The first words out of the mouth of Cardinals defensive coordinator Vance Joseph are about the need to slow "No. 14 and No. 16" – Seahawks wide receivers DK Metcalf and Tyler Lockett.
"Keeping '14' and '16' from beating you, it's the plan," Joseph said.
The Cardinals have yet to find a way to consistently win this season, but defensively, they have done a good job zeroing in on the opposing star. Joseph still isn't happy with how the Cardinals handled the Chiefs' Travis Kelce in Week 1, but otherwise?
"That's your game plan in this league," Joseph said. "You have to stop their best players first."
- In Week 2, Davante Adams had two catches for 12 yards;
- In Week 3, Cooper Kupp had four catches for 44 yards (although he did have a 20-yard TD run);
- In Week 4, running back Christian McCaffery had 8 rushes for 27 yards, and much of his damage catching the ball (9-81) came after the game was basically decided;
- In Week 5, A.J. Brown had three catches for 32 yards.
"Who (opponents) use the most, you have to scheme those type of things, their best options," cornerback Byron Murphy said. "But us as a team, I always stand with my group. I think we have really good players to show we can stop their top guys every single Sunday."
The Cardinals come across a Seahawks offense that, understandably, was supposed to take a step back this season after the trade of Russell Wilson. But with new QB Geno Smith, the Seahawks have instead been effective with big plays (four scoring plays of at least 35 yards last week alone.)
Metcalf and Lockett, who were thought to be mitigated with the uncertainty at quarterback, remain serious threats.
"Every single Sunday you are playing someone with multiple guys," Murphy said. "DK and Tyler are both great, but I've got to ride with my guys. That's my mentality."
Linebacker Zaven Collins goes through the list of high-profile offensive players the Cardinals have handled. Mention Kelce, and the wound is still there. Adams, Kupp and Brown are noteworthy, but McCaffery is the one that sticks with Collins, because he was the one responsible for McCaffery's late touchdown (a score that ultimately didn't matter in the Cardinals' win.)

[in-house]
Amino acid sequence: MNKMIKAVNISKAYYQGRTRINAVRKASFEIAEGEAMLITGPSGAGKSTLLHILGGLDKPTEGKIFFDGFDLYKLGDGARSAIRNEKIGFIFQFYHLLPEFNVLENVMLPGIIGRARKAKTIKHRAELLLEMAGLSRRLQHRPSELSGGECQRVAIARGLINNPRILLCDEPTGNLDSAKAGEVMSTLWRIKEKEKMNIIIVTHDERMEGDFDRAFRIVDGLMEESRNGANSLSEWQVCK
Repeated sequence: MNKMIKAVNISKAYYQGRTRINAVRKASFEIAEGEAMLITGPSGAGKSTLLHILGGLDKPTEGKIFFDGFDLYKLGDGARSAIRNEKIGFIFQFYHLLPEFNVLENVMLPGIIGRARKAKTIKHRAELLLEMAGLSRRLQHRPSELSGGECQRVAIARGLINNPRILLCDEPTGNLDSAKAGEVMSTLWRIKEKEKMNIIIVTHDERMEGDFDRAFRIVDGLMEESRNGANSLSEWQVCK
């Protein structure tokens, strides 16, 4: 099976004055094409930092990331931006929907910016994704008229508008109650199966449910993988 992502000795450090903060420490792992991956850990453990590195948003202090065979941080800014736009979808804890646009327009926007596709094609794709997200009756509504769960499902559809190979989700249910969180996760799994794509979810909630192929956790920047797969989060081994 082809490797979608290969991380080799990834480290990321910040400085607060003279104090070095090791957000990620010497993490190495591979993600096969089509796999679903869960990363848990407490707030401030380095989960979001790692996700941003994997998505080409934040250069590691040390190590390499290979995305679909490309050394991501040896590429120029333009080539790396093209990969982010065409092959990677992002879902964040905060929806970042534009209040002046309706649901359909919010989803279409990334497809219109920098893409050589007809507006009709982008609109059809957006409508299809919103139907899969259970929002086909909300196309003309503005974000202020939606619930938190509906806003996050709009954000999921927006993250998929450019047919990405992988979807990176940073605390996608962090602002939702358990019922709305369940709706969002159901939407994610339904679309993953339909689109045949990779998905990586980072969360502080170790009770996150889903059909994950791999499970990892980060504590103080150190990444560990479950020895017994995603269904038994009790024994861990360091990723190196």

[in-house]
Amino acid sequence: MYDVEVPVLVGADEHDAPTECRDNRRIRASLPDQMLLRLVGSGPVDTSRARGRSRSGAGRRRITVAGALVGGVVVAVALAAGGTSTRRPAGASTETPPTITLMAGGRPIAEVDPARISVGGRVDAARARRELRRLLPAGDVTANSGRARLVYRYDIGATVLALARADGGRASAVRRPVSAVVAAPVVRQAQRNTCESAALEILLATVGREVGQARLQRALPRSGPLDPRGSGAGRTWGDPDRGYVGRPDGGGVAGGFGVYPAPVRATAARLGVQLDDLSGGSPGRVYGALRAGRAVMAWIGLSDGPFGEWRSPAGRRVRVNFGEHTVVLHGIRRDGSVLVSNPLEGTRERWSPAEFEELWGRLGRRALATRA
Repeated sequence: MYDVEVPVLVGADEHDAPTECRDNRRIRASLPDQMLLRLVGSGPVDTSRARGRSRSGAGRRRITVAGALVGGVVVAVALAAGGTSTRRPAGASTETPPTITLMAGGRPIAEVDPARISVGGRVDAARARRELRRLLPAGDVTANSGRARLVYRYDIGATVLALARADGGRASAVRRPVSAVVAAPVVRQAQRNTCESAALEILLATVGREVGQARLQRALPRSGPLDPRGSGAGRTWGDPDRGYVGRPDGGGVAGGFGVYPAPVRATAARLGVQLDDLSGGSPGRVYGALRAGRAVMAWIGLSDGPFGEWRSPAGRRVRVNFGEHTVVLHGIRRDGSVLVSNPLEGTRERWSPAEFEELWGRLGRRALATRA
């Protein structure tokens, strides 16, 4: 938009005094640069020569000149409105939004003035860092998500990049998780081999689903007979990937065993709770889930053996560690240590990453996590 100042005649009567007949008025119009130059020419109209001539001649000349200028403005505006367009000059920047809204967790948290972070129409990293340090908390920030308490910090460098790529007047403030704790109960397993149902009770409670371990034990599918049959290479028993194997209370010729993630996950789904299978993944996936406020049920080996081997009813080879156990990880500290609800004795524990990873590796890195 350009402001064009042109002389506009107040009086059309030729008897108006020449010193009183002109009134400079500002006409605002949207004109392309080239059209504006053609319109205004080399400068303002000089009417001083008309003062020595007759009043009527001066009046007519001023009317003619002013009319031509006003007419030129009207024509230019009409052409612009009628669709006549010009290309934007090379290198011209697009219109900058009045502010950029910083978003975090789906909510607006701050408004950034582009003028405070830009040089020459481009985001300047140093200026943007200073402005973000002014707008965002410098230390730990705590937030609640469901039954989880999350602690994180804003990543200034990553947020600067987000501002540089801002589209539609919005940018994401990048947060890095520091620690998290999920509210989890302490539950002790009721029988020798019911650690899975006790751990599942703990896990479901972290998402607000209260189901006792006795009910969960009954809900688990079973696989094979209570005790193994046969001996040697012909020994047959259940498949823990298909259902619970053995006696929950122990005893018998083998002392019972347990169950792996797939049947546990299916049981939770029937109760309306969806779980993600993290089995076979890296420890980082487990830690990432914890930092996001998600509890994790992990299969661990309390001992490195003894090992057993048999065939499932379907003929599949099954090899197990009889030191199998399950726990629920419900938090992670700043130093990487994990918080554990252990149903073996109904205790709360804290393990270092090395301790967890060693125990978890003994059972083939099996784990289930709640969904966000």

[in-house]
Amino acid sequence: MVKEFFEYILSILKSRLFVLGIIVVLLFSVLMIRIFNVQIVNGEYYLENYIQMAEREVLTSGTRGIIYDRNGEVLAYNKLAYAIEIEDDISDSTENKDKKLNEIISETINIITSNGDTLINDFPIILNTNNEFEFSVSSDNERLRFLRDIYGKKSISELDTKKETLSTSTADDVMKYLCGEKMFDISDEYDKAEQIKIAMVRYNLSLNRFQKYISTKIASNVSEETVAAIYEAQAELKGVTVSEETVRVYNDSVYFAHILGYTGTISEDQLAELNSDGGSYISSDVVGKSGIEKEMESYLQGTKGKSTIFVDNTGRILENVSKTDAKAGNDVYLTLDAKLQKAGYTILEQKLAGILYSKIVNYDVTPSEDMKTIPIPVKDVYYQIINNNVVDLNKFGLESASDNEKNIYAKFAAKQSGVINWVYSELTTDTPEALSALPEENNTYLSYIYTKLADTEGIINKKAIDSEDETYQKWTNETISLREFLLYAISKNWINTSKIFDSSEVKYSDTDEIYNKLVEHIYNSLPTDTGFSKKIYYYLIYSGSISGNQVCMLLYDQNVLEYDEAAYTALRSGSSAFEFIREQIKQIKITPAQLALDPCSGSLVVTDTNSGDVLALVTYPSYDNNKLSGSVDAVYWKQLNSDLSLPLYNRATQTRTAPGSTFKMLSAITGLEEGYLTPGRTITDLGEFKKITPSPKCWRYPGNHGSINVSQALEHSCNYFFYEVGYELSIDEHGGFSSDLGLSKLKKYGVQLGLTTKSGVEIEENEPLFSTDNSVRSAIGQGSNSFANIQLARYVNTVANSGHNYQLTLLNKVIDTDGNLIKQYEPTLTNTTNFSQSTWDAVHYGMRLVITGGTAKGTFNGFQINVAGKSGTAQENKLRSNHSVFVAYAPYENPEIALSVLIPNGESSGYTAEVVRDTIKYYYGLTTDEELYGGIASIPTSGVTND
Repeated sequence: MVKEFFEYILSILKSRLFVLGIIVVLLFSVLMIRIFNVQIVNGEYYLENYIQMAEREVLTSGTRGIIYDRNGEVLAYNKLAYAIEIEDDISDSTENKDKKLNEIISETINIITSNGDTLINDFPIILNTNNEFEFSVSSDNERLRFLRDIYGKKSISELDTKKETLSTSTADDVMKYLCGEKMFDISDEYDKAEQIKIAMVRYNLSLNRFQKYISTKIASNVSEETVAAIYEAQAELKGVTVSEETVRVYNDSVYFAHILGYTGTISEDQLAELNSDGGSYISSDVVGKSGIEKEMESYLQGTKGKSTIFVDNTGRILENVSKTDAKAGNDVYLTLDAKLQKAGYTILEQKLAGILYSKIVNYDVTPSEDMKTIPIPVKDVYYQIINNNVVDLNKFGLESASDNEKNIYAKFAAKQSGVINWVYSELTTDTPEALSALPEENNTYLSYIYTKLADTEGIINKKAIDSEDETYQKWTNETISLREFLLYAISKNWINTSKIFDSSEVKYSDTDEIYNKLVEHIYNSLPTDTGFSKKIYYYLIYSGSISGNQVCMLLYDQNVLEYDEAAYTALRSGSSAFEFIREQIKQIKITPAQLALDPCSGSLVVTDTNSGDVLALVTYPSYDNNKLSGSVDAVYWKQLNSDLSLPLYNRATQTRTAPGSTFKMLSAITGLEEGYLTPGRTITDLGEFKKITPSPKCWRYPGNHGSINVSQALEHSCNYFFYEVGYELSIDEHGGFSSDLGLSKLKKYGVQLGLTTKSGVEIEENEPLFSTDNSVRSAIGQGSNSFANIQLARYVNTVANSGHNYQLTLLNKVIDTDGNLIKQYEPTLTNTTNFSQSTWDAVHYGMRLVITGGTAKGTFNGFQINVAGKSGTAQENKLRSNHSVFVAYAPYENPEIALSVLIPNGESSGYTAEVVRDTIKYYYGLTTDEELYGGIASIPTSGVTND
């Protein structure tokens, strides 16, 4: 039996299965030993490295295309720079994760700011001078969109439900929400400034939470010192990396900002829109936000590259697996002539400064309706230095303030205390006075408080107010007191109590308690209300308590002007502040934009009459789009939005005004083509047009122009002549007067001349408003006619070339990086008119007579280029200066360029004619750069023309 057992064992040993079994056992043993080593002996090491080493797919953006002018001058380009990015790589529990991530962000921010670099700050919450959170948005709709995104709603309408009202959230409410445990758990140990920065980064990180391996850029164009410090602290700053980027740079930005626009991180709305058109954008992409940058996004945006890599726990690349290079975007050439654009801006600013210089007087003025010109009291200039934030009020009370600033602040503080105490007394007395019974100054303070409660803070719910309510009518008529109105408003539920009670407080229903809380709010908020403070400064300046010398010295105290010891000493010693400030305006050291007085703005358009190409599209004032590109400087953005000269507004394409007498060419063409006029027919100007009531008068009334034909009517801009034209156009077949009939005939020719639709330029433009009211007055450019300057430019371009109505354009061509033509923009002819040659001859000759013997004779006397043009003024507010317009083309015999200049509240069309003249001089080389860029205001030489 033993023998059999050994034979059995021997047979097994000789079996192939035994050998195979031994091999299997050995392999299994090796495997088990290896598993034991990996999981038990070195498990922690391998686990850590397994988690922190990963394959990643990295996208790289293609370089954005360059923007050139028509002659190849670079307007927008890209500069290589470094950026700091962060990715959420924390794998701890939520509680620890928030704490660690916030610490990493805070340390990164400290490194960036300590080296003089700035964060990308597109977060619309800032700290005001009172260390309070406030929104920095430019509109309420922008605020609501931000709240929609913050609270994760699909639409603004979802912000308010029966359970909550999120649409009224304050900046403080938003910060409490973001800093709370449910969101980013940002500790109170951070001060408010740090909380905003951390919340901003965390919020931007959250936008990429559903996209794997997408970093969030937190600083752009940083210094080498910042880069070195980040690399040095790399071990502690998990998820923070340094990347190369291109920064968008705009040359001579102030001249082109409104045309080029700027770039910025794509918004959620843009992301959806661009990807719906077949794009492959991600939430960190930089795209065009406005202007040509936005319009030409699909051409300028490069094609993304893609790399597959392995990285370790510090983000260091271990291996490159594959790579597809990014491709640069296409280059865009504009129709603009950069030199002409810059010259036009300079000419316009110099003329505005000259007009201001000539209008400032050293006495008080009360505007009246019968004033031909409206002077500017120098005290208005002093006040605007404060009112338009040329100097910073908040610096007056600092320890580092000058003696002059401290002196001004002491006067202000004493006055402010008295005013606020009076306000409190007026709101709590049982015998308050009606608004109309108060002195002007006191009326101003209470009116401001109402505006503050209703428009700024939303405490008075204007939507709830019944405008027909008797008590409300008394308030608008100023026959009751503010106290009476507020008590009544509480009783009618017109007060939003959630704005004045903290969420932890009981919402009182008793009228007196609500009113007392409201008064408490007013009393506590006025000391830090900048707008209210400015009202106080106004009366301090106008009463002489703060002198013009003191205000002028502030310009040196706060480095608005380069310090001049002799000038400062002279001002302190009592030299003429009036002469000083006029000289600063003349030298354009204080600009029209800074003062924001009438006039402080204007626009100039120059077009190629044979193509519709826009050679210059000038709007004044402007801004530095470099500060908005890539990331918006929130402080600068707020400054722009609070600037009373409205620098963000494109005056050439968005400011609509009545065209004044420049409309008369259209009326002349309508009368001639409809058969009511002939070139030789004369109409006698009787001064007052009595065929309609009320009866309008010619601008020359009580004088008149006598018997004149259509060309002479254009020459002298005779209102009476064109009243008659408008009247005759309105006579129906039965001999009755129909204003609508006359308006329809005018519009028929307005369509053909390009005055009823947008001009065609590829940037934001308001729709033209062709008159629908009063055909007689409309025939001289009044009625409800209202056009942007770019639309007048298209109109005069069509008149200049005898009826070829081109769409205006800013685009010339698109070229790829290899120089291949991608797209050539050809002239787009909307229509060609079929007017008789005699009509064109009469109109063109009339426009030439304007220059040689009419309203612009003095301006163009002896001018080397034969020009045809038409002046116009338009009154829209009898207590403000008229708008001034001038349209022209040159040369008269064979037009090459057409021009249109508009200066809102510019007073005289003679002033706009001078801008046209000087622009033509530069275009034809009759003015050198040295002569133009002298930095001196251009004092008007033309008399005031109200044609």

"We've got to win those games when they are throwing it to other guys," Collins said.
The only fourth-quarter touchdown the Cardinals have allowed since the Chiefs game was McCaffery's score.
"Vance always has a good gameplan up his sleeve," Collins said. "He says, 'This is what we're going to do and we're going to live and die by it.' And I'm not going to argue because it friggin' works all the time.
"But he'll ask us during the week, 'What do you think about this' or 'What do you like about this.' He lets us as players kind of fill it our ourselves."
There are other elements that remain important, obviously. Slowing Brown (and not letting any big plays downfield to DeVonta Smith) was important, but Joseph lamented getting off the field against the Eagles on their final field-goal drive, noting the Cardinals allowed a third-and-12 conversion when linebacker Dennis Gardeck slid off a tackle that would have stopped the play after eight yards.
Lockett has 32 receptions for 406 yards and two touchdowns; Metcalf has 28-372-2. If the Cardinals can find ways to slow one or maybe both – Lockett has had some big games against the Cardinals – Joseph will have one box he can check.
"We have to do our jobs," Murphy said, "and do it with detail."
Images of the Cardinals practicing at the Dignity Health Sports Complex before the Week 6 regular season matchup against the Seattle Seahawks